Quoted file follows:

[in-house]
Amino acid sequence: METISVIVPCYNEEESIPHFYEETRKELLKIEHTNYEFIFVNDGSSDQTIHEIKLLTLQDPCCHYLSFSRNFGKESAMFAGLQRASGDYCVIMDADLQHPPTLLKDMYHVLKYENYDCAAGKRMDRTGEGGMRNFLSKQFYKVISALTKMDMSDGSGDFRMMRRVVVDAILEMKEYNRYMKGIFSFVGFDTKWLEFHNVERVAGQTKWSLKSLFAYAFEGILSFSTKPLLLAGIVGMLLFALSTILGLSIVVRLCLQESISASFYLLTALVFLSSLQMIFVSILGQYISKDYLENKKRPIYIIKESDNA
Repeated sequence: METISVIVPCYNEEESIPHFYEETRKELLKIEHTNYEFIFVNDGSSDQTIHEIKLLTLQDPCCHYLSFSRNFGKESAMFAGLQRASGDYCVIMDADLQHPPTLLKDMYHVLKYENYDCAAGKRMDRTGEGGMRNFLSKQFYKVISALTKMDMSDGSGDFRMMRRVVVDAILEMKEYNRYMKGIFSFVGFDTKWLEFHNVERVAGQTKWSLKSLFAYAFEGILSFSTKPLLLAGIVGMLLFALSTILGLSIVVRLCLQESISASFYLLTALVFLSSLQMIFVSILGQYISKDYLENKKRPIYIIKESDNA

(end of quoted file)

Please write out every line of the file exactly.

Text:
[in-house]
Amino acid sequence: METISVIVPCYNEEESIPHFYEETRKELLKIEHTNYEFIFVNDGSSDQTIHEIKLLTLQDPCCHYLSFSRNFGKESAMFAGLQRASGDYCVIMDADLQHPPTLLKDMYHVLKYENYDCAAGKRMDRTGEGGMRNFLSKQFYKVISALTKMDMSDGSGDFRMMRRVVVDAILEMKEYNRYMKGIFSFVGFDTKWLEFHNVERVAGQTKWSLKSLFAYAFEGILSFSTKPLLLAGIVGMLLFALSTILGLSIVVRLCLQESISASFYLLTALVFLSSLQMIFVSILGQYISKDYLENKKRPIYIIKESDNA
Repeated sequence: METISVIVPCYNEEESIPHFYEETRKELLKIEHTNYEFIFVNDGSSDQTIHEIKLLTLQDPCCHYLSFSRNFGKESAMFAGLQRASGDYCVIMDADLQHPPTLLKDMYHVLKYENYDCAAGKRMDRTGEGGMRNFLSKQFYKVISALTKMDMSDGSGDFRMMRRVVVDAILEMKEYNRYMKGIFSFVGFDTKWLEFHNVERVAGQTKWSLKSLFAYAFEGILSFSTKPLLLAGIVGMLLFALSTILGLSIVVRLCLQESISASFYLLTALVFLSSLQMIFVSILGQYISKDYLENKKRPIYIIKESDNA